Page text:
Summertime safety tips

As many of you already know, I love summer.

I could live in eternal warmth and sunshine for the rest of my life!

But naturally, along with summertime fun comes necessary, heat-related precautions.

After all, certain parts of the world are experiencing record-breaking heat waves without much—if any—immediate relief on the horizon. And these extreme, high temperatures can also RAISE the potential for heat-related health issues.

According to the U.S. Centers for Disease Control and Prevention (CDC), an average of 702 deaths, over 67,500 emergency room visits, and nearly 10,000 hospitalizations occur due to heat each year.

So, considering heat waves are more and more common—tripling in occurrence compared to the 1960s—it’s vital to discuss some summertime safety tips…

Hydration is key

I never quite understood how relentless the heat could be until I lived in Dallas, Texas.

During my first summer, the thermostat went above 90 degrees Fahrenheit in April… and didn’t drop below that until September!

In fact, there was one month where daytime highs reached 100 degrees Fahrenheit for 30 days straight. (Yikes!)

So, I learned firsthand just how important it is to take care of yourself in the heat. Which brings me to my No. 1 tip: Stay hydrated.

You must drink water all day long to battle the heat. And that’s even when you don’t feel thirsty—because you lose water when you sweat.

As a general rule of thumb, I recommend drinking half your body weight in ounces of water each day. So, a 160-pound person would need 80 ounces of water daily.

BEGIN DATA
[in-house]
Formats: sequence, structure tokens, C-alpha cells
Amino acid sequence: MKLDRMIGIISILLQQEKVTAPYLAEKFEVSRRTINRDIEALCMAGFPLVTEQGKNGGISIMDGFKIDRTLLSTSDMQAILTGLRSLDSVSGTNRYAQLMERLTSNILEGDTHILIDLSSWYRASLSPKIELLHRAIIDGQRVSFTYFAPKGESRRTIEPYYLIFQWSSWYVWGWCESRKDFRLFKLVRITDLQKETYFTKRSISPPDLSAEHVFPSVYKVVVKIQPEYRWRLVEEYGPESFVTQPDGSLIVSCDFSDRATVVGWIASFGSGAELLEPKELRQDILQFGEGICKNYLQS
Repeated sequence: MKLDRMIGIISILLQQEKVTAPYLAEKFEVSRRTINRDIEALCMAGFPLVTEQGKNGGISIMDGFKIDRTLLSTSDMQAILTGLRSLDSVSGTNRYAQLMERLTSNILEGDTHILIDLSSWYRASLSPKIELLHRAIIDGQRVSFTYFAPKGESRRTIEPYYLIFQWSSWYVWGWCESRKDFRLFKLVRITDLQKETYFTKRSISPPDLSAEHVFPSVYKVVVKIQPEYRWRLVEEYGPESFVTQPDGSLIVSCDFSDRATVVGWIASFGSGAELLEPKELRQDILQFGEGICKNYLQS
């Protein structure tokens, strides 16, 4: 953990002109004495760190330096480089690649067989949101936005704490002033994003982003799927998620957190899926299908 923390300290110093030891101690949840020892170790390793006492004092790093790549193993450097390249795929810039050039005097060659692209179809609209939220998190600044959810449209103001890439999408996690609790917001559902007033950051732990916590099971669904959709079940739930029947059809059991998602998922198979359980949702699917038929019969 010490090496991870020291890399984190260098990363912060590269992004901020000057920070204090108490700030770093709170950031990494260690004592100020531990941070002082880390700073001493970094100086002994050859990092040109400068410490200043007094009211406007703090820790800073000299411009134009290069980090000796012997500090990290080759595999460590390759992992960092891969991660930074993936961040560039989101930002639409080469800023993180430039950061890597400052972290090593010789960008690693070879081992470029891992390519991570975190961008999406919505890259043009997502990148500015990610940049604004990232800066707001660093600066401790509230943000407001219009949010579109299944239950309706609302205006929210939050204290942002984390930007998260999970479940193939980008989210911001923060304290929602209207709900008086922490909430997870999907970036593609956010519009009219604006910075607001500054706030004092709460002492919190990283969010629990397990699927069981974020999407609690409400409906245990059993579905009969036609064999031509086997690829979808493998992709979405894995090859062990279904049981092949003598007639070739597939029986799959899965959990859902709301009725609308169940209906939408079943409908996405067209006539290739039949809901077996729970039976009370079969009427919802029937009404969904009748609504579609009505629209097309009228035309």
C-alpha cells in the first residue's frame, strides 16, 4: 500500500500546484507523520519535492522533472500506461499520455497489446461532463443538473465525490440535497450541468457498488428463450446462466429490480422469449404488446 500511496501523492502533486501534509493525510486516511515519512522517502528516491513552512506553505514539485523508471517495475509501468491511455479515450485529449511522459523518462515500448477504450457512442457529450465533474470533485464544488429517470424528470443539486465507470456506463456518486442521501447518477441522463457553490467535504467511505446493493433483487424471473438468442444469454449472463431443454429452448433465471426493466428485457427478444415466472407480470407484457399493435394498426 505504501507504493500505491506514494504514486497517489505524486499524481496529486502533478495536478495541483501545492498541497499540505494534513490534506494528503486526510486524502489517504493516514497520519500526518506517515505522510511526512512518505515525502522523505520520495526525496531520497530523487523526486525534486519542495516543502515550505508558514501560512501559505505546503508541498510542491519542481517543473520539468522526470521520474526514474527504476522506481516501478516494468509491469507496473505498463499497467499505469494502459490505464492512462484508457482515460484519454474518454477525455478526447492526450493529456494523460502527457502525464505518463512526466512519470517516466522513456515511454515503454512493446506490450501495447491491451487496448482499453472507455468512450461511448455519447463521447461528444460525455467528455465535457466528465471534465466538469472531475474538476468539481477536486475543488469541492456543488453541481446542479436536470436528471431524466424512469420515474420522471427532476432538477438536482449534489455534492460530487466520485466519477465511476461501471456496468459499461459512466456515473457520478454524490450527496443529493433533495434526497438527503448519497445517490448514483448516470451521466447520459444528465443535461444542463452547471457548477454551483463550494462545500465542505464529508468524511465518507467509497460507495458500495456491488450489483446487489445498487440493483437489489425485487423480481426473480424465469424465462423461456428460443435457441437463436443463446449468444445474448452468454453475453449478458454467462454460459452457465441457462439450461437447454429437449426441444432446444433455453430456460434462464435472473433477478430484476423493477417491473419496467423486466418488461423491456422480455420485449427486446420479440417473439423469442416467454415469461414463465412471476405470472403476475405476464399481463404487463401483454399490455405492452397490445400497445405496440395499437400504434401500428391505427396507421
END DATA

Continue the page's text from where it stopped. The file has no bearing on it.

Remember, caffeinated beverages, sugar, and alcohol can dehydrate you. So, you’ll need to tack on yet another cup of water to make up for those indulgences.

Plus, on a particularly sweaty day—perhaps when you’re working outside or exercising—you’ll want to add electrolytes (like sodium) to your water to replace the salt you’re losing.

But whatever you do, DON’T reach for “sports” drinks.

Those so-called “health” beverages offer a lot more than electrolytes. And, needless to say, they’re actually quite terrible for your body.

Instead, add sea salt, chunks of watermelon, or crushed ginger root to your water—or enjoy some coconut water—for a healthy electrolyte boost.

Now, let’s move on to another crucial tip…

Keep your body cool

It’s important to also keep your body cool in order to help prevent heat-related illness.

If your home doesn’t have air conditioning, try going to a public place that does, like the local library, a shopping mall, or even a movie theatre.

You can also contact your local health department to see if there’s a community cooling station nearby.

In addition, it’s important to stay out of the sun during peak times (10 a.m. through 2 p.m.) and prolonged heat waves. Schedule outdoor activities for the early morning or evening when temperatures are less extreme.

You’ll also want to opt for loose-fitting, light colored clothing.

Finally, many people don’t realize the heat is getting to them until it’s already too late. But heat-related illness can bring anything from skin rashes to deadly strokes. So, keep an eye out for the following, common signs of heat exhaustion:

  • Weakness
  • Dizziness
  • Headache
  • Nausea
  • Excessive or no sweating
  • Feeling faint (or fainting)

If you start feeling any of these symptoms, I urge you to stop what you’re doing and rest in the shade or indoors.

At the end of the day, if you keep these simple summertime tips in mind, I know you’ll continue to have an amazing summer—just as I plan to do.

Until next time,
Dr. Fred

P.S. In last month’s issue of Logical Health Alternatives (“Your complete summer guide for safely enjoying more “fun in the sun'”), I outline my top-three tips for safe sunbathing AND the best home remedies for fast relief. So if you’re not yet a subscriber, I highly encourage you to become one today. You won’t want to miss these additional, highly effective, summertime safety tips.